Stonington Borough, CT
Mystic Chamber of Commerce
Noank Historical Society
PROVIDENCE — More than 11,300 people signed up for private coverage through the state’s new health insurance marketplace through December, meaning Rhode Island is well on its way to meeting a March 31 federal enrollment target.
The preliminary enrollment data released this week by HealthSource RI are for the period starting Oct. 1, when the marketplace opened for business, to Dec. 31.
Like many states, Rhode Island hasn’t publicly released enrollment targets for its marketplace, which is a part of the federal health care overhaul. But the U.S. Centers for Medicaid and Medicare Services set a goal of 5,640 sign-ups in the state by Dec. 31 and 12,000 by March 31, the end of the first open enrollment period.
HealthSource RI Director Christine Ferguson has said previously she expects 70,000 to 100,000 people to use the marketplace through the end of this year. More than 120,000 people in Rhode Island are uninsured in a population of just over 1 million. Many are eligible for coverage under Medicaid.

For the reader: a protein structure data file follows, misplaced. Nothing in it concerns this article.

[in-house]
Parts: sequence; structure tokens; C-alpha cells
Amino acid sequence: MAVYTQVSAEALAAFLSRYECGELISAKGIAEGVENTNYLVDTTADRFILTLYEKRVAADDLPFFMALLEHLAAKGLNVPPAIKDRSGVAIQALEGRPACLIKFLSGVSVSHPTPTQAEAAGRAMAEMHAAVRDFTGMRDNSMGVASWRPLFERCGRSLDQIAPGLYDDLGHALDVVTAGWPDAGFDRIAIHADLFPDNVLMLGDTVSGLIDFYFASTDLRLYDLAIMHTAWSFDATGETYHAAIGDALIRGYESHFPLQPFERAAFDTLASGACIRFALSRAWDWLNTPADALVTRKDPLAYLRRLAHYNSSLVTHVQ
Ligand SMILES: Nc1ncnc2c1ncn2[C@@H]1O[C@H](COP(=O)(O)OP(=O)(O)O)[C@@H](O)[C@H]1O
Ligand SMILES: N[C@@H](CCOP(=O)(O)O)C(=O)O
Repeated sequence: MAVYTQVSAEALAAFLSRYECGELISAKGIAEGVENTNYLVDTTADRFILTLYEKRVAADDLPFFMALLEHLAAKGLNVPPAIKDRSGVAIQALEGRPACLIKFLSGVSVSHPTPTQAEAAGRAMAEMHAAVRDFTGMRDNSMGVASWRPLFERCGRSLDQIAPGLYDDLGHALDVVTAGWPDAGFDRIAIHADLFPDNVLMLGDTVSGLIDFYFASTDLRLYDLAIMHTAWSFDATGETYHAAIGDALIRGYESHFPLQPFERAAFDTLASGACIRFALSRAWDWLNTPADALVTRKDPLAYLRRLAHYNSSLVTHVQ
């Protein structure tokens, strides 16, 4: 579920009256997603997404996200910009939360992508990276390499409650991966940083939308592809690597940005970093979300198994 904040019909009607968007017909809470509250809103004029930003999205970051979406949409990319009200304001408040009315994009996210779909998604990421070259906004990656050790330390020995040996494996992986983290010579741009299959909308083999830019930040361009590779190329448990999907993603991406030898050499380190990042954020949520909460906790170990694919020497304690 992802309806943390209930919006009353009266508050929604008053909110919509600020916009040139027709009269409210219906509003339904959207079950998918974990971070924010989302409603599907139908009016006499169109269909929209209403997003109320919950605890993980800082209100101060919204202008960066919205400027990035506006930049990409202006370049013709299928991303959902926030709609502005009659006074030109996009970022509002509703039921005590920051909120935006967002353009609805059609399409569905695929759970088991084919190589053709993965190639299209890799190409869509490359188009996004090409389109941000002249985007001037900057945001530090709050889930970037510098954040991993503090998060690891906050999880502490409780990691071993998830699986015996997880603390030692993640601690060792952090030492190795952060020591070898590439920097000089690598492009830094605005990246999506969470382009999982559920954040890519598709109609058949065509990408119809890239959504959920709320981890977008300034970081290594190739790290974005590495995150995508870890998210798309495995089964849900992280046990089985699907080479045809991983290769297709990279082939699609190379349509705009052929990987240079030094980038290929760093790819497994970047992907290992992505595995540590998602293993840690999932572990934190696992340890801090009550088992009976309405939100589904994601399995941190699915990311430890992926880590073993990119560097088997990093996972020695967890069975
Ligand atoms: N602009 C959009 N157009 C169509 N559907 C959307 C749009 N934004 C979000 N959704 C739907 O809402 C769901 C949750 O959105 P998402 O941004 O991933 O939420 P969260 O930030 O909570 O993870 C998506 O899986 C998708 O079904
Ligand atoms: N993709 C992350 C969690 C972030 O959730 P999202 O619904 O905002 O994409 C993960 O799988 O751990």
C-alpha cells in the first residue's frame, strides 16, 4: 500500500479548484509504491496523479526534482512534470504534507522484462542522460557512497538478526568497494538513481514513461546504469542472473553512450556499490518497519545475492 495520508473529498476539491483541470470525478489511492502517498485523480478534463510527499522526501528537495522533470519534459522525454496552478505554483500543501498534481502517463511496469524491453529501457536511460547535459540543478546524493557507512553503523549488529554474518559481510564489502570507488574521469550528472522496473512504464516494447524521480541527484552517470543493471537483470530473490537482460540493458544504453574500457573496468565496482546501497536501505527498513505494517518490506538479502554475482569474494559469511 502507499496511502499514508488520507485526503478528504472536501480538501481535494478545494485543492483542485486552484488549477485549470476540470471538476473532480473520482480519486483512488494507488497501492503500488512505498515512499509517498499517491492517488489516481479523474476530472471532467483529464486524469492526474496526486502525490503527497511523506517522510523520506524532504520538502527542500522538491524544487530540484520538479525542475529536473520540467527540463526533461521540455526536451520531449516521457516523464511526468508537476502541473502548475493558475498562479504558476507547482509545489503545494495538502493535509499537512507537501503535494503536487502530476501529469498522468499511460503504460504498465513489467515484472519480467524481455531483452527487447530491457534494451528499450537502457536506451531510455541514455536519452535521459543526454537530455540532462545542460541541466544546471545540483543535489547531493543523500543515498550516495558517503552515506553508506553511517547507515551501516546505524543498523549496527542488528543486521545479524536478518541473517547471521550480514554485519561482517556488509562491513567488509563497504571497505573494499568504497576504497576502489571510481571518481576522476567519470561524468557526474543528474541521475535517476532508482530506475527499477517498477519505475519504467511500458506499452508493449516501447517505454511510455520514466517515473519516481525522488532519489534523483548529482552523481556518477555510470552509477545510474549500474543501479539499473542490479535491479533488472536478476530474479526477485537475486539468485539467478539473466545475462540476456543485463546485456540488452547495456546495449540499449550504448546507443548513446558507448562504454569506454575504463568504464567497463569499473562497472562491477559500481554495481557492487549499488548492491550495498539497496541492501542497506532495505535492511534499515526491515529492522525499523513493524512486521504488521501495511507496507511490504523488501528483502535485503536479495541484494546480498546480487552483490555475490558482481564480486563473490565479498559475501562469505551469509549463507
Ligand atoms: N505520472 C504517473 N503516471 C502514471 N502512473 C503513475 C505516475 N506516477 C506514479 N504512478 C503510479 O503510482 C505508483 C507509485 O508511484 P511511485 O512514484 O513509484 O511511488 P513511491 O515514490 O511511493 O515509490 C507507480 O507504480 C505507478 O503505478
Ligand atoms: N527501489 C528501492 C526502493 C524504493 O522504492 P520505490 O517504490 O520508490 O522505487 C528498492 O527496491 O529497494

State health officials reported last month that 5,280 had newly enrolled in Medicaid in October and November. No updated figures have been released.
The state deadline to enroll through HealthSource RI for individual private-plan coverage beginning Jan. 1 was last week. Spokeswoman Dara Chadwick said the payment deadline had been extended to this afternoon.
Individuals who want coverage beginning Feb. 1 must enroll and pay the first month’s premium by Jan. 23. Small businesses can enroll at their regular renewal date.
The vast majority of Americans are required to have insurance as of this month under the federal law, or face fines. But there is a grace period so anyone who signs up before March 31 won’t be assessed a penalty.
One issue on tap for the General Assembly session opening Tuesday in Rhode Island is how to pay for the marketplace down the line. The state has gotten more than $80 million in federal grants to build, launch and operate it, but the federal government is requiring the exchanges to be self-sufficient beginning in 2015.
Ferguson previously told lawmakers it would cost $17.9 million to $23.9 million annually for the state to operate HealthSource RI.